Certified Electronics Recyclers

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What Are Certified Electronics Recyclers?

EPA encourages all electronics recyclers to become certified by demonstrating to an accredited, independent third-party auditor that they meet specific standards to safely recycle and manage electronics. Currently two accredited certification standards exist: the Responsible Recycling ("R2") Standard for Electronics RecyclersExit and the e-Stewards®Standard for Responsible Recycling and Reuse of Electronic Equipment©("e-Stewards®")Exit standards. Both of these programs provide the following benefits:

  • Advance best management practices
  • Offer a way to assess the environmental, worker health, and security practices of entities managing used electronics
  • Are based on strong environmental standards that maximize reuse and recycling, minimize exposure to human health or the environment, ensure safe management of materials by downstream handlers, and require destruction of all data on used electronics

Certified electronics recyclers have demonstrated through audits and other means that they continually meet specific high environmental standards and safely manage used electronics. Once certified, continual oversight by the independent accredited certifying body holds the recycler to the particular standard.

The ANSI-ASQ National Accreditation Board (ANAB) is the organization that accredits certifying bodies in the United States. They provide an updated list of which certifying body has attained accreditation to which standard Exit.

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Benefits of Becoming a Certified Recycler

Responsible electronics recycling provides important benefits, such as the following:

  • Reducing environmental and human health impacts from improper recycling
  • Increasing access to quality reusable and refurbished equipment to those who need it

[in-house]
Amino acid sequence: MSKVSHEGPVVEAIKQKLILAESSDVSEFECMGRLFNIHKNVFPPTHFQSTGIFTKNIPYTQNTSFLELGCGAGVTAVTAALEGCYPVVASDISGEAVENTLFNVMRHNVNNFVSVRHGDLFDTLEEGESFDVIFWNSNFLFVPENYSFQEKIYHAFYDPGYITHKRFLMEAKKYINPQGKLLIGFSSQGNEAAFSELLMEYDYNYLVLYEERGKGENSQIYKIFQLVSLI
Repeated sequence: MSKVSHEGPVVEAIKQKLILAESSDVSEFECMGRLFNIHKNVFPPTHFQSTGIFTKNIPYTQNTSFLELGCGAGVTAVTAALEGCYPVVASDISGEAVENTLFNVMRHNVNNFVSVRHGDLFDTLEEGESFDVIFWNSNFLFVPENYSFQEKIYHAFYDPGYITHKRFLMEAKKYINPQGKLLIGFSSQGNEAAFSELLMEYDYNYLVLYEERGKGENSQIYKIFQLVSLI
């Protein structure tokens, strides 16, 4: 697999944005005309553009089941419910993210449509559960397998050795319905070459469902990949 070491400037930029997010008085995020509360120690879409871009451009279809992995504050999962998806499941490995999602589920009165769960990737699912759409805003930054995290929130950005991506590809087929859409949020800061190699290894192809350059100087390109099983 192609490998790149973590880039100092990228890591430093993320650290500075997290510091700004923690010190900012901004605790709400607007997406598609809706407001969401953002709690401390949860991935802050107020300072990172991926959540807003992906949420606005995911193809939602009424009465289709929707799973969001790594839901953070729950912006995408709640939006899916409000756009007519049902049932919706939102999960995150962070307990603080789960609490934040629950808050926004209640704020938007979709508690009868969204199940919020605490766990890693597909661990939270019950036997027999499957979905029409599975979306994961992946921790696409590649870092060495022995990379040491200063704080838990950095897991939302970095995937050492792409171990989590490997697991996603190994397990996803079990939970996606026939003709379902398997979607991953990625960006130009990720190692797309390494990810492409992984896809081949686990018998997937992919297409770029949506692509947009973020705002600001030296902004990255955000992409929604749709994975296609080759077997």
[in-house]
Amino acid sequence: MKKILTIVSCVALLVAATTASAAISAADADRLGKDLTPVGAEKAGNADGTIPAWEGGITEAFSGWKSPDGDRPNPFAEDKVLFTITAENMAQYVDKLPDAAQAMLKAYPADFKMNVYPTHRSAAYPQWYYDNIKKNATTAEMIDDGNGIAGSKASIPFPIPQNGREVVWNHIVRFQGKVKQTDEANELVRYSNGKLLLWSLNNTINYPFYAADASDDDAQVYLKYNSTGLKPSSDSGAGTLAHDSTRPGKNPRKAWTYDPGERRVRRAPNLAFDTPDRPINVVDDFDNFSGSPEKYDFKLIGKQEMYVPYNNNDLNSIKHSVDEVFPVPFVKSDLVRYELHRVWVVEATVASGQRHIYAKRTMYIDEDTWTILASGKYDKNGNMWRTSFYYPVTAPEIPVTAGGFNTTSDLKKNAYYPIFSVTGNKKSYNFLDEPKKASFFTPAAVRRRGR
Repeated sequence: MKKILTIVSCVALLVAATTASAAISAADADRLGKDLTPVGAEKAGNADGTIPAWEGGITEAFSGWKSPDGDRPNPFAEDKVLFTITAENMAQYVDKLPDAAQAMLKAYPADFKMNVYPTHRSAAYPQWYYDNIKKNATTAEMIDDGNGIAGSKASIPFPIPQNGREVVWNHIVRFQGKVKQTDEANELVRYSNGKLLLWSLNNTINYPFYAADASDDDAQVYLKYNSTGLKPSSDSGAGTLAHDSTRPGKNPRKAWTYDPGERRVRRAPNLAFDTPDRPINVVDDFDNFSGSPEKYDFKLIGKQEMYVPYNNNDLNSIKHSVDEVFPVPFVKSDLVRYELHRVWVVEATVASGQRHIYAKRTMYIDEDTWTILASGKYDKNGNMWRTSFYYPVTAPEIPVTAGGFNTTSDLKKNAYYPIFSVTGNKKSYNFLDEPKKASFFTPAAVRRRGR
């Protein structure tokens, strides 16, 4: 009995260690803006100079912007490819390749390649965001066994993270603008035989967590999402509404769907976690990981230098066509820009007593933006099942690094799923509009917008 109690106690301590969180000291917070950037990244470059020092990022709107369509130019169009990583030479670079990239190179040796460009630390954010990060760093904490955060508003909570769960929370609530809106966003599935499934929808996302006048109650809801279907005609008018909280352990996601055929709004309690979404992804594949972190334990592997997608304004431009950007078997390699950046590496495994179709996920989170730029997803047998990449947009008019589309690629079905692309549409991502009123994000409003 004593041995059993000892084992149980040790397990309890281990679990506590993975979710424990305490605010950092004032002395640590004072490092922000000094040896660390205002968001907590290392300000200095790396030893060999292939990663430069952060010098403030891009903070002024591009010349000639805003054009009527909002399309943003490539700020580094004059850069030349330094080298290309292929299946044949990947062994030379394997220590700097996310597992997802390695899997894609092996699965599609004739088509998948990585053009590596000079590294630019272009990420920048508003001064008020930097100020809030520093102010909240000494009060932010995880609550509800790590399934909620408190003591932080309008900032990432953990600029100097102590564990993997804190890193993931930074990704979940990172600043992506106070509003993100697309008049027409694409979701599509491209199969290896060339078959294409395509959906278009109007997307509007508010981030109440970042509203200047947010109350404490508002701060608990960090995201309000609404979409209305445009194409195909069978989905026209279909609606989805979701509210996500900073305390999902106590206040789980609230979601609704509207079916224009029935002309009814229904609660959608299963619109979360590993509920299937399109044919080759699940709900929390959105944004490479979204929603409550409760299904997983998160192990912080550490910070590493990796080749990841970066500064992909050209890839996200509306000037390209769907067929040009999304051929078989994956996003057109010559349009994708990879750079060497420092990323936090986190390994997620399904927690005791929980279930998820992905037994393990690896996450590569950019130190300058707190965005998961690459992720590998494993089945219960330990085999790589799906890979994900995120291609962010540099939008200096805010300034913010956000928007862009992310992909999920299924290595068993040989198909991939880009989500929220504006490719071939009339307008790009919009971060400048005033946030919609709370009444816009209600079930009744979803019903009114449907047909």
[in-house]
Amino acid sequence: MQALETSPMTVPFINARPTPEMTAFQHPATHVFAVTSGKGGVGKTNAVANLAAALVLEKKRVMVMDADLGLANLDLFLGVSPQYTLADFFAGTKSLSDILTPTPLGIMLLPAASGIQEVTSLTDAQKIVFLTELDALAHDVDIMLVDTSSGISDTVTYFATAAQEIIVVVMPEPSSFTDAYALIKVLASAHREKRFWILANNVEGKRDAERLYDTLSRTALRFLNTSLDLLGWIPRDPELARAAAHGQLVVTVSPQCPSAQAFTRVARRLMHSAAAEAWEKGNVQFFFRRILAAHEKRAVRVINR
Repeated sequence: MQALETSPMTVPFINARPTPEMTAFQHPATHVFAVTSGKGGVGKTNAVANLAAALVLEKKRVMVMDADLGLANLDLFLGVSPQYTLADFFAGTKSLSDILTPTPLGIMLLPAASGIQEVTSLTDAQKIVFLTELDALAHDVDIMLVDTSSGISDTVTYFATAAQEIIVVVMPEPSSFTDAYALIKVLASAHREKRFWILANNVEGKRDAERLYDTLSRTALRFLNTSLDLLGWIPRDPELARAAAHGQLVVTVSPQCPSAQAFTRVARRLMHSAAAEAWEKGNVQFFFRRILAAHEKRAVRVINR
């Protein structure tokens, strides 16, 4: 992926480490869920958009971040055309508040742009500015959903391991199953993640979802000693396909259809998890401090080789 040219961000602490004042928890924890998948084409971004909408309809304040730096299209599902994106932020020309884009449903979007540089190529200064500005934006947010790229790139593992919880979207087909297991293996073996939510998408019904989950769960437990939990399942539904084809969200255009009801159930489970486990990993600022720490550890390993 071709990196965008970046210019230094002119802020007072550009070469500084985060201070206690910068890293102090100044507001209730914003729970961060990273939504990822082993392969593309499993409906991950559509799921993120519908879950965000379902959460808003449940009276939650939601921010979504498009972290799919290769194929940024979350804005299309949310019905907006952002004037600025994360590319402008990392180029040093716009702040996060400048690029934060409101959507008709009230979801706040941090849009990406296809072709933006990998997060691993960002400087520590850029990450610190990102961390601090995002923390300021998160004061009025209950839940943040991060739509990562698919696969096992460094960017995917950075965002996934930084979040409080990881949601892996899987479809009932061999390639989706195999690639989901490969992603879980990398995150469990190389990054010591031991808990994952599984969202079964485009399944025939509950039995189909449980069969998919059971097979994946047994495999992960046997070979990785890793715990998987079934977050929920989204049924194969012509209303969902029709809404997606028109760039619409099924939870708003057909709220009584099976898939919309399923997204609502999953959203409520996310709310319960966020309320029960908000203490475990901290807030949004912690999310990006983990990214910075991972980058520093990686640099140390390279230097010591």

• Reducing energy use and other environmental impacts associated with mining and processing of virgin materials, conserving our limited natural resources

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Map of Certified Electronics Recyclers in the United States

Facility Contact Information.Click on the indicator to get information on the facility. For each facility, the map offers some or all of the following information:

  • Services Included. Refers to services the company includes as part of its electronics recycling operations. Examples of services include, but are not limited to, data security and asset management.
  • Certification Program. Currently two accredited certification standards exist: the R2 Practices and the e-Stewards® standards. Both programs advance best management practices and offer a way to assess the environmental, worker health, and security practices of entities managing used electronics.

Facilities Certified to e-Stewards® or R2View Larger Map
Last Updated: July 18, 2016

Facilities Certified to both e-Stewards® and R2

View Larger Map

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Disclaimers and Limitations

Disclaimer of Endorsement: This map is provided for informational purposes only. Inclusion on this map does not imply endorsement by the EPA or any of its employees.

Note: Inclusion on this map does not imply compliance with applicable federal and state laws and regulations; only that these facilities have met the requirements of a third-party electronics recycling certification program.

What are the limitations of interactive maps? Interactive mapping tools are a challenge for accessibility due to the inherent visual aspects of mapping. These maps cannot be made fully accessible under Section 508 of the Rehabilitation Act of 1973 (as amended in 1998). For the Certified Electronics Refurbisher and Recycler Map, if a person needs accommodations due to a disability, please access the links below for a complete list of certified recyclers.

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Implementation Study of the R2 & e-Stewards® Recycling Standards

EPA completed a limited study evaluating the implementation of the two third-party certification programs for electronic waste recyclers in the U.S. - R2 and e-Stewards®. The goal of the study is to assess whether the Standards are being implemented transparently and consistently, and are achieving the desired results. Where appropriate, the final report provides suggested strategies and recommendations for improving implementation using input from stakeholder interviews and certification audit observations.

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